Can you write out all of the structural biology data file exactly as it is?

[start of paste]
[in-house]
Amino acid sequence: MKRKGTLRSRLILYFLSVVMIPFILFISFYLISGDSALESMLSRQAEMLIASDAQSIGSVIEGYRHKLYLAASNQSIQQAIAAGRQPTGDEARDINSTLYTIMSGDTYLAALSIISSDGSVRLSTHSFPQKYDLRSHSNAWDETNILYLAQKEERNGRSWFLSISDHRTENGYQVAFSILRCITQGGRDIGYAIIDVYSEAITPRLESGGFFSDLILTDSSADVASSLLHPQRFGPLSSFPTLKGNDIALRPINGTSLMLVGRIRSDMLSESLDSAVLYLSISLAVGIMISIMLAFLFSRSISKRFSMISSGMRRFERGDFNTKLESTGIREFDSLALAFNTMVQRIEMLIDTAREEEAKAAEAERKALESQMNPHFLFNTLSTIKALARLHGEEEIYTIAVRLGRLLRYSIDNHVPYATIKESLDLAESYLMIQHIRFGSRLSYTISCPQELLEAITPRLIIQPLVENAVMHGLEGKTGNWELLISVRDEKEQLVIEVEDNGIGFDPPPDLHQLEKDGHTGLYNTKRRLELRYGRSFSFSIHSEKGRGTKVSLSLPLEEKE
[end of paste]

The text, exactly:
[in-house]
Amino acid sequence: MKRKGTLRSRLILYFLSVVMIPFILFISFYLISGDSALESMLSRQAEMLIASDAQSIGSVIEGYRHKLYLAASNQSIQQAIAAGRQPTGDEARDINSTLYTIMSGDTYLAALSIISSDGSVRLSTHSFPQKYDLRSHSNAWDETNILYLAQKEERNGRSWFLSISDHRTENGYQVAFSILRCITQGGRDIGYAIIDVYSEAITPRLESGGFFSDLILTDSSADVASSLLHPQRFGPLSSFPTLKGNDIALRPINGTSLMLVGRIRSDMLSESLDSAVLYLSISLAVGIMISIMLAFLFSRSISKRFSMISSGMRRFERGDFNTKLESTGIREFDSLALAFNTMVQRIEMLIDTAREEEAKAAEAERKALESQMNPHFLFNTLSTIKALARLHGEEEIYTIAVRLGRLLRYSIDNHVPYATIKESLDLAESYLMIQHIRFGSRLSYTISCPQELLEAITPRLIIQPLVENAVMHGLEGKTGNWELLISVRDEKEQLVIEVEDNGIGFDPPPDLHQLEKDGHTGLYNTKRRLELRYGRSFSFSIHSEKGRGTKVSLSLPLEEKE